Forests are supposed to cover a third of the planet to regulate the world climate, keep the air clean of lethal gases, such as carbon dioxide and methane, and provide us with medicines for chronic diseases. But human driven deforestation has tipped the balance of world climate, resulting in global warming and related miseries.
Islam really seems like an extremist’s way of life, when one reads the Hadeeth concerning mount Uhud close to Makkah: “It is a mountain that loves us and we love it” (Bukhari), or when on the occasion of an earthquake, Allah’s Apostle (sa) addressed it: “Be calm, Uhud!” (Bukhari) Such was the character of our role model, who respected, loved, and cared for anything created by Allah (swt), even if it were rocks and stones.
I sincerely pray to Allah (swt) that my child extends his duties as a responsible and accountable Muslim by taking care of his environment beyond his classroom in all the capacity he can. Let him live by our beloved Prophet’s (sa) example, who advised: “A true believer is one, who does not hurt others with his thoughts, words, or actions.” (Bukhari)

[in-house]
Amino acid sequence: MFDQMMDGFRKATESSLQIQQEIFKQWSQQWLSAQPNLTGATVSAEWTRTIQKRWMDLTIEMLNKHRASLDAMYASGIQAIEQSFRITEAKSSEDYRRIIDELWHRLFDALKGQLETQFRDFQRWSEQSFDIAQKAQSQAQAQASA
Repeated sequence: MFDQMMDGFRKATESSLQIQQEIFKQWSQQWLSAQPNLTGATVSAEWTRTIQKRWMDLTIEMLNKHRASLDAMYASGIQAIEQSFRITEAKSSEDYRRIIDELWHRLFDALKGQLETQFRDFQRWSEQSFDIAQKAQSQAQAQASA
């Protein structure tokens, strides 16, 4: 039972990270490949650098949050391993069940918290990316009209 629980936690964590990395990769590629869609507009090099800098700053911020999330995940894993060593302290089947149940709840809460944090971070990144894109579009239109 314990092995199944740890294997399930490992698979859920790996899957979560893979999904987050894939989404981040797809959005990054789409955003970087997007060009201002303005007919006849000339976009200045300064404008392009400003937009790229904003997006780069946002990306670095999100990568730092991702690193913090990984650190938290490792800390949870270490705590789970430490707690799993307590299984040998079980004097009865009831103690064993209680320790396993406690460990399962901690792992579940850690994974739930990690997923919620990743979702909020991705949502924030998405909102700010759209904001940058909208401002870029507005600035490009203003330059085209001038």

Allah’s (swt) Prophecy Comes True!
“Corruption has appeared over land and water on account of what man’s hands have earned.” (Ar-Rum 30:41)
Some leading cosmologists state that the Earth is 4,600 million years old. It has an estimated land area of 329 million hectares, out of which only 226 million hectares are available for use. The remaining 103 million are either barren, or inaccessible, or unsuitable for agriculture.
Similarly, three quarters of the Earth are covered by water, 98% of which is sea water, and 1% of which is in the form of ice. Thus 99% of the Earth’s water cannot be used directly for human consumption. It is only 1% of the total water supply that living beings depend upon.
Regretfully, the existing 226 million hectares of land and 1% of water are diminishing fast, because of our wasteful and unwise usage. There are vast hectares of land that are turning into deserts or being flooded. Pakistan is already witnessing this disaster.
Source: “Islam and Ecology” by Fazlun Khalid and Joanne O Brien